1867-1893 World War I

Austria, 1893-1914 : Foreign Policy

Germany, after Bismarck, continued to stand to its alliance with Austria-Hungary, in what historians call NIBELUNGENTREUE; the alliance would last throughout World War I. When Germany permitted its reinsurance treaty with Russia to lapse in 1890, Russia rethought its foreign policy and entered into an alliance with France (1894), an alliance now directed against Austria; now Russia openly supported the various Slavic political groups in the Double Monarchy in their claims for self-government or more.
The interests of Austria and Russia collided on the Balkan peninsula; Rumania had joined the Triple Alliance in 1883; with this alliance, Austria hoped to contain Russian influence on the Balkans; Russia turned from a Bulgarian alliance to a Serbian alliance. The Austro-Russian NEAR EASTERN ENTENTE of 1897 was only a temporary measure, giving Russia free hand in the Far East.
Austria-Hungary participated in the international effort to suppress the Boxer Rebellion (1900) and, in the aftermath, was granted a concession in TIENTSIN, with extraterritorial rights; it was the beginning of a colonial policy which never really took off.
In 1908, Austria-Hungary annexed BOSNIA-HERCEGOVINA - a territory it only reluctantly had occupied in 1878, then with the intention to return it to Ottoman rule. The annexation was undertaken to prevent a possible annexation by Serbia, as the Ottoman Empire showed signs of disintegration. The step infuriated Serbian nationalists who wanted to see Bosnia-Hercegovina annexed into the Serbian state (the area has a significant Serbian population element). Early in 1909 Austria (foreign minister AEHRENTHAL) even contemplated a preventive war against Serbia.
In 1912 the FIRST BALKAN WAR broke out, the Allies (Bulgaria, Serbia, Montenegro and Greece) defeating the Ottoman Empire and partitioning most of its European territories. Unwilling to concede Albania to Serbia, Austria together with Italy exerted diplomatic pressure. An independent kingdom of Albania was created (the Serbs agreed grudgingly). In 1913 the SECOND BALKAN WAR reduced Bulgaria.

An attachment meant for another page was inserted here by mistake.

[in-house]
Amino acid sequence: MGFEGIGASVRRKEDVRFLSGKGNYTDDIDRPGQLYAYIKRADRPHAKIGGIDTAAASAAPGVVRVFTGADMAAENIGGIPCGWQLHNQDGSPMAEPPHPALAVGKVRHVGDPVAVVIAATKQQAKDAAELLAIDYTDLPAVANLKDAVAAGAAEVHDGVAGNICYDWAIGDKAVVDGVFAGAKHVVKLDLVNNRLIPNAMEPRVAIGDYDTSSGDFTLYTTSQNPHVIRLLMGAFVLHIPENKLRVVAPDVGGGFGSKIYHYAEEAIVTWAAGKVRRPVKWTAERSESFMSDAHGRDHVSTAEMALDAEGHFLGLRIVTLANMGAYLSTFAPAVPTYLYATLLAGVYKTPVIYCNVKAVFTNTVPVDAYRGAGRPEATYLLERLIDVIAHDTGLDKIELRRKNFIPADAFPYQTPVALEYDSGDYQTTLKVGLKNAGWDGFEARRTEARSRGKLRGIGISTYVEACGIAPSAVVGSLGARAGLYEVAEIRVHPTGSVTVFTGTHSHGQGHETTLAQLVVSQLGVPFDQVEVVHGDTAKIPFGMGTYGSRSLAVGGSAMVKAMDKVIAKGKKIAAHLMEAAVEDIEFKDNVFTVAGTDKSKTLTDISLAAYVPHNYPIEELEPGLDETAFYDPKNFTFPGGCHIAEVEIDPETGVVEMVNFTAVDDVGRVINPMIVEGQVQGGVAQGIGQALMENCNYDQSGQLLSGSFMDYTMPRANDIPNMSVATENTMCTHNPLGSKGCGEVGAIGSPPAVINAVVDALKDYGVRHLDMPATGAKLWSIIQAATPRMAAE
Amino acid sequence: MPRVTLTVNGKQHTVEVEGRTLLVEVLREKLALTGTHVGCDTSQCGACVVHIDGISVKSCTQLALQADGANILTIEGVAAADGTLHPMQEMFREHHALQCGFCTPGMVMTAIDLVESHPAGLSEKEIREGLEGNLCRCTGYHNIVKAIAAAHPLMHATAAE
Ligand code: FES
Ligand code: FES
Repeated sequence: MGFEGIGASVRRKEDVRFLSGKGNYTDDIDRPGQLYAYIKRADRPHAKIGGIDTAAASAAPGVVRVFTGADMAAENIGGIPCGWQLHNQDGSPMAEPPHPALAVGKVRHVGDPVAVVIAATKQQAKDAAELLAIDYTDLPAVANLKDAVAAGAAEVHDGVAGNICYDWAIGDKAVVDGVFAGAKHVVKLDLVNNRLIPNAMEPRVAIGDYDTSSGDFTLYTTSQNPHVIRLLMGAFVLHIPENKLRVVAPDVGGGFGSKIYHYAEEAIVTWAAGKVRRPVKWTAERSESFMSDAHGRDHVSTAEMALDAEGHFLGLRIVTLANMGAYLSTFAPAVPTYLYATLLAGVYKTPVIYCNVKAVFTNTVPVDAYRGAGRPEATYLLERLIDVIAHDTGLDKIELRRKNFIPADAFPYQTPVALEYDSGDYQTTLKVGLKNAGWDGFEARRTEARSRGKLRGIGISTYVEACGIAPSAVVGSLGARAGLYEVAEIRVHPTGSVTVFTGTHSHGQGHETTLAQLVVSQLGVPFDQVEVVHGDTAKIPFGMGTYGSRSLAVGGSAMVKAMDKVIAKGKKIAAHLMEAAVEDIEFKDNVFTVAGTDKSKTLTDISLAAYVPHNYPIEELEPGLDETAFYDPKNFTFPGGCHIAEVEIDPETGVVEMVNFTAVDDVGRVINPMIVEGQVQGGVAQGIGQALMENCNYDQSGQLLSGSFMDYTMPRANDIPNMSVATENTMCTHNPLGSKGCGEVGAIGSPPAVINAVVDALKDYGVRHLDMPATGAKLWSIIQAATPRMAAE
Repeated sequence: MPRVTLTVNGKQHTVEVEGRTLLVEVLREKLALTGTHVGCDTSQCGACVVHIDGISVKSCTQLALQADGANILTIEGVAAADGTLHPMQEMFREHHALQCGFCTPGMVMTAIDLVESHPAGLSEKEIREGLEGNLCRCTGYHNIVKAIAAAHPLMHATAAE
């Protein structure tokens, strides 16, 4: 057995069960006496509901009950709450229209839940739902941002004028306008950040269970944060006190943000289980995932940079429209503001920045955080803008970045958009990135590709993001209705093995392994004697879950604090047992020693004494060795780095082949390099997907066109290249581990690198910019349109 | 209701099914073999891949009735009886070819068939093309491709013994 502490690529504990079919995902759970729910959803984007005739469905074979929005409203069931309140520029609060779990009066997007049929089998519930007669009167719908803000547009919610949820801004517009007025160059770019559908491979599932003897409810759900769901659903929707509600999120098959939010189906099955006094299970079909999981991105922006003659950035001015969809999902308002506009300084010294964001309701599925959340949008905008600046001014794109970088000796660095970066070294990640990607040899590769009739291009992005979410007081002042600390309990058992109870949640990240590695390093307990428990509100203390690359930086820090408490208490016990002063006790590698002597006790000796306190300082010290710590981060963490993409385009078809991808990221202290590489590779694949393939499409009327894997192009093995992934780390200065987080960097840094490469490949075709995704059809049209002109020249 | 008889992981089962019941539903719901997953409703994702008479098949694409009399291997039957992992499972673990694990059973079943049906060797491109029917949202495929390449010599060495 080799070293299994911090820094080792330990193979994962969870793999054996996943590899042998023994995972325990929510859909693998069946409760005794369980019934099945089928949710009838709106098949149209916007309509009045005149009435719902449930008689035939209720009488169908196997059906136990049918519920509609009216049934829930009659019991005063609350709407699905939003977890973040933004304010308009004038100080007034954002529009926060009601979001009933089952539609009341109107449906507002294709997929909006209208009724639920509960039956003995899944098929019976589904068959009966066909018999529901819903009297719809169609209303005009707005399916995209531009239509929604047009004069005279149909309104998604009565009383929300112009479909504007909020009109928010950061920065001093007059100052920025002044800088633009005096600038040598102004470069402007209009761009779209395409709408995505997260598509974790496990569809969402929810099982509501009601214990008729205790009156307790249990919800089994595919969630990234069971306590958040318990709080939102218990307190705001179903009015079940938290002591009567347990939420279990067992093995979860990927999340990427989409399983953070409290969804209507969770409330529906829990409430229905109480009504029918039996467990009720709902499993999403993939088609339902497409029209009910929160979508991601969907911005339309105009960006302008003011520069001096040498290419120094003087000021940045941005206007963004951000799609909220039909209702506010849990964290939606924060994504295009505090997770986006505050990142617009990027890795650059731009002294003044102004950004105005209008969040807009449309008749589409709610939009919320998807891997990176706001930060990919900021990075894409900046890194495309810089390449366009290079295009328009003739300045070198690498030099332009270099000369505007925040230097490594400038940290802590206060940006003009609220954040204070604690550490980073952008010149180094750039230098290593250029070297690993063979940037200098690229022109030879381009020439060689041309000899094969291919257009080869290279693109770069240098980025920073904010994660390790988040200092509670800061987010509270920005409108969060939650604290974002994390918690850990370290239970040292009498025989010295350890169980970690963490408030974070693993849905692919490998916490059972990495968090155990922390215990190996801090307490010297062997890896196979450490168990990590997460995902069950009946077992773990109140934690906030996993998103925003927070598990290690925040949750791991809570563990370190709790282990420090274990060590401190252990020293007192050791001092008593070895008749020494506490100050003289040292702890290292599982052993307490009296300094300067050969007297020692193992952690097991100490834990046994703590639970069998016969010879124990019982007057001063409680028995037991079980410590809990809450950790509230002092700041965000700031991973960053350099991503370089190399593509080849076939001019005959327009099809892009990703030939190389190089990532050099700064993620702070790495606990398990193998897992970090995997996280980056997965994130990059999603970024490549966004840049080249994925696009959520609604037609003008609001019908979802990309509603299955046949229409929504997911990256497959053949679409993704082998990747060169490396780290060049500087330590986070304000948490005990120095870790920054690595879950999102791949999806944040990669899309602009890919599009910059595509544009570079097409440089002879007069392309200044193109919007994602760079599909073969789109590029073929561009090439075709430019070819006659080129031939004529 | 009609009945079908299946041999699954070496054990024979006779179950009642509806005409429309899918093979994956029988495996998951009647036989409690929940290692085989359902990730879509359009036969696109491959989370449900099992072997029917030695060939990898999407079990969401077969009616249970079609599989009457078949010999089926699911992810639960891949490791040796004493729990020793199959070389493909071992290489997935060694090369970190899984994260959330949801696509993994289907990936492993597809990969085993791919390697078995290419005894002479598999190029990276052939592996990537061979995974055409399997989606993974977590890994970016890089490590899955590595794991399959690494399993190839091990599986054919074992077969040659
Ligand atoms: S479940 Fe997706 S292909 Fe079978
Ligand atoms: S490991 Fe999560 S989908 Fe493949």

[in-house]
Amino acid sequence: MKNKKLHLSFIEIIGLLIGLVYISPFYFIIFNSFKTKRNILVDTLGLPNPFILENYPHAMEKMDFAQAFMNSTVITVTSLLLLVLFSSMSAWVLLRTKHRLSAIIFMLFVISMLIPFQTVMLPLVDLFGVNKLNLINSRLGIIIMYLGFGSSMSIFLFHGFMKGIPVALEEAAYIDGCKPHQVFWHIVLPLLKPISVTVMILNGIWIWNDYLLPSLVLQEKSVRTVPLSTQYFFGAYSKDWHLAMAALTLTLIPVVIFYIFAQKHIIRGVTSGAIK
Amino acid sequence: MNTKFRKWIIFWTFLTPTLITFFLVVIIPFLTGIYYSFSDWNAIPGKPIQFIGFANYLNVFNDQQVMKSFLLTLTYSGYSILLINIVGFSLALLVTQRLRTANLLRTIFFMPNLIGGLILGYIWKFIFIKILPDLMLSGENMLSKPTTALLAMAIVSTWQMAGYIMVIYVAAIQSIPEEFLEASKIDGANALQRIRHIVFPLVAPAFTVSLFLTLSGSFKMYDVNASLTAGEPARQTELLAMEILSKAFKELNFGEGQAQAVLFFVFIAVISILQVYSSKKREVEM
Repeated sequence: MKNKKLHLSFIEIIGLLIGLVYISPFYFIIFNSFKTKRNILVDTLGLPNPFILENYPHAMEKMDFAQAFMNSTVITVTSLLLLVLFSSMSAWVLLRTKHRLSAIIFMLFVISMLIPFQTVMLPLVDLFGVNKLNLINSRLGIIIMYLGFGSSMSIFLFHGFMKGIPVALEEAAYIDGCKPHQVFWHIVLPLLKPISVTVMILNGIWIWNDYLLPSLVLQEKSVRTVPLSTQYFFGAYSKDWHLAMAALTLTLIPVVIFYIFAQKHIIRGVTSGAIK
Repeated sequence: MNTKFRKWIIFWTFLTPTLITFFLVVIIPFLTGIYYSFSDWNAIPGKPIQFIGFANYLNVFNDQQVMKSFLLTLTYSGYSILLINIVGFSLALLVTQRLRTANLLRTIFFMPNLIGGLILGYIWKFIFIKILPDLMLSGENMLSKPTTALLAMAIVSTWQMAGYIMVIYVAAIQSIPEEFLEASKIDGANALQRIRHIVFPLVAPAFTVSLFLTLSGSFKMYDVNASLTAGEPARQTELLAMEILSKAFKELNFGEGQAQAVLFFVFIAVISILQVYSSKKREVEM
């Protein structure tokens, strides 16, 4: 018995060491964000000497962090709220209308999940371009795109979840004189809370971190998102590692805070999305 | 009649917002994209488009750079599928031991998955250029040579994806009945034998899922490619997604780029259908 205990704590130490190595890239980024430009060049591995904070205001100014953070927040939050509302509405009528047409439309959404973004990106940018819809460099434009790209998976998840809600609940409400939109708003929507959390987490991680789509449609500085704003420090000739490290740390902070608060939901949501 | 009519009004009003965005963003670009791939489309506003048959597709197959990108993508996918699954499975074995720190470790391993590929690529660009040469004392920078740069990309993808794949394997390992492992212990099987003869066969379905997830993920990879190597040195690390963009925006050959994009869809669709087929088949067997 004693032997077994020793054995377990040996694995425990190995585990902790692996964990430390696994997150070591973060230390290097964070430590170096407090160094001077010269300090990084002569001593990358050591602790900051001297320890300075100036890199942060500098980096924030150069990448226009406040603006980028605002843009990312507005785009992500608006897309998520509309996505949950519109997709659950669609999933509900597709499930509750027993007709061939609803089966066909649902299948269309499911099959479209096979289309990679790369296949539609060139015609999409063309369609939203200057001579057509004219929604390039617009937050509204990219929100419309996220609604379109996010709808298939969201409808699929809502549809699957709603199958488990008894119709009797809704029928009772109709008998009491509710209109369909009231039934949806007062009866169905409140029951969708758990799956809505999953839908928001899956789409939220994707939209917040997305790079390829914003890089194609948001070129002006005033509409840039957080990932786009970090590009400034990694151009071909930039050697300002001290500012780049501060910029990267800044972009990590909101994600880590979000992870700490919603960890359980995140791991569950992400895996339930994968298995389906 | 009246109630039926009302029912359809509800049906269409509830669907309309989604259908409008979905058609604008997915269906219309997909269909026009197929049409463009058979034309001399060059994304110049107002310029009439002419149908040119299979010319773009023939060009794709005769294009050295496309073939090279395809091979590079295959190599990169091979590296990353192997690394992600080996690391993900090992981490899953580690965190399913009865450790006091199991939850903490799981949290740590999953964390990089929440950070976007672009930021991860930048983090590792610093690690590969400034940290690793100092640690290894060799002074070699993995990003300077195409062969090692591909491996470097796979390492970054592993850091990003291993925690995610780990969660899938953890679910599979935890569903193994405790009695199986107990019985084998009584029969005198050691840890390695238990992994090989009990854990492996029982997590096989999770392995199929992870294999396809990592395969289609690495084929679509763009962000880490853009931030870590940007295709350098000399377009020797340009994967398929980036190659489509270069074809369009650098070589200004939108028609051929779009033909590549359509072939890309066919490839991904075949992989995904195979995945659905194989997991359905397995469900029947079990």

For the last decades the Austrian foreign policy pertaining to the Balkans had been to prevent the disintegration of the Ottoman Empire, as Austro-Hungarian politicians were aware that the moment the Ottoman Empire's European possessions were divided up, Austria-Hungary itself would take over the role of the SICK MAN OF EUROPE. This situation had appeared in 1913, with Serbia the element most dangerous for German stability, as it had old bills to settle. Both Serbians and Rumanians had an interest in destabilizing Austria-Hungary, as considerable numbers of Serbians (Bosnia, Croatia, Banat) and Rumanians (Transylvania, Bukovina, Banat) lived in it.

Philip R. Abbey, Treaty Ports & Extraterritoriality in 1920s China , scroll down for Tientsin
Deutsche Zollgeschichte : Oesterreich, from Deutsche Zollgeschichte, postcards with German comment
DOCUMENTS Arbitration Convention Between the United States and Austria-Hungary; January 15, 1909, from Avalon Project at Yale Law School
Friedrich Graf Szapary, Das Verhaeltnis Oesterreich-Ungarns zu Russland, from H-net
Friedrich Graf Szapary, Aus den Krisenjahren 1908-1913, from H-net
Italian ex-premier Giolitti on a planned Austrian invasion of Serbia 1913, from Mt. Holyoke
The Efforts of the Powers to Prevent the Outbreak of the First Balkan War (1912), posted by Mt.Holyoke, much on Austrian policy
REFERENCE National Awakening in the Habsburg Lands (pp.778-785); Mass Politics and Nationalism : Austria-Hungary, 1867-1914 (pp.950-953) in : John Merriman, A History of Modern Europe, NY : W.W. Norton 1996
The Years of Confusion : From Taaffe to Badeni, 1893-1897 (pp.169-184); Hungary after 1867 : Koloman Tisza and the Magyar Gentry (pp.185-195); Democratic Pretence : The Indian Summer of the Habsburg Monarchy, 1897-1908, (pp.196-213); Solution by Violence, 1908-1914 (pp.214-232), from : A.J.P. Taylor, The Habsburg Monarchy, 1809-1918, Chicago : UP (1948) 1976
Paul Kennedy, The Position of the Powers, 1885-1918 : Austria-Hungary, pp.215-219 in : Paul Kennedy, The Rise and Fall of Great Powers, NY : Vintage (1987) 1989

This page is part of World History at KMLA
First posted in 2000, last revised on May 9th 2005

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